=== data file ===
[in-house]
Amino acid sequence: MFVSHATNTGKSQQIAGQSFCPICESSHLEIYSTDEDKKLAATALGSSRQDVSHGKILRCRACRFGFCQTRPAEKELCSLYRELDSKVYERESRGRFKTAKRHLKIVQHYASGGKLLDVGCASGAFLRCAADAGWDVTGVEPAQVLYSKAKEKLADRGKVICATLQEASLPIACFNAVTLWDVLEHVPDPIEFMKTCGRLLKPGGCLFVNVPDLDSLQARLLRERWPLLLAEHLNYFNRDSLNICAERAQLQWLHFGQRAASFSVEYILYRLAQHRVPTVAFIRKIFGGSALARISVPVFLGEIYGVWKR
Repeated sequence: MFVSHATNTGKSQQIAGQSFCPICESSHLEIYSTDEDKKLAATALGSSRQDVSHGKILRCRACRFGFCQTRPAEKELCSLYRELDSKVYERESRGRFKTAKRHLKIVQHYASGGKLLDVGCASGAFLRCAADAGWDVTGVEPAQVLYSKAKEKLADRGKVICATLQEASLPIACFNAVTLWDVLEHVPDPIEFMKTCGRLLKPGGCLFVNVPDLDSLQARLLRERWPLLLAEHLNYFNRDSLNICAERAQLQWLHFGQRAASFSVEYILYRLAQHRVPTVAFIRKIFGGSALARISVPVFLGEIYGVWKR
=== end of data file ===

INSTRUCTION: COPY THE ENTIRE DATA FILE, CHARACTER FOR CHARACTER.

[in-house]
Amino acid sequence: MFVSHATNTGKSQQIAGQSFCPICESSHLEIYSTDEDKKLAATALGSSRQDVSHGKILRCRACRFGFCQTRPAEKELCSLYRELDSKVYERESRGRFKTAKRHLKIVQHYASGGKLLDVGCASGAFLRCAADAGWDVTGVEPAQVLYSKAKEKLADRGKVICATLQEASLPIACFNAVTLWDVLEHVPDPIEFMKTCGRLLKPGGCLFVNVPDLDSLQARLLRERWPLLLAEHLNYFNRDSLNICAERAQLQWLHFGQRAASFSVEYILYRLAQHRVPTVAFIRKIFGGSALARISVPVFLGEIYGVWKR
Repeated sequence: MFVSHATNTGKSQQIAGQSFCPICESSHLEIYSTDEDKKLAATALGSSRQDVSHGKILRCRACRFGFCQTRPAEKELCSLYRELDSKVYERESRGRFKTAKRHLKIVQHYASGGKLLDVGCASGAFLRCAADAGWDVTGVEPAQVLYSKAKEKLADRGKVICATLQEASLPIACFNAVTLWDVLEHVPDPIEFMKTCGRLLKPGGCLFVNVPDLDSLQARLLRERWPLLLAEHLNYFNRDSLNICAERAQLQWLHFGQRAASFSVEYILYRLAQHRVPTVAFIRKIFGGSALARISVPVFLGEIYGVWKR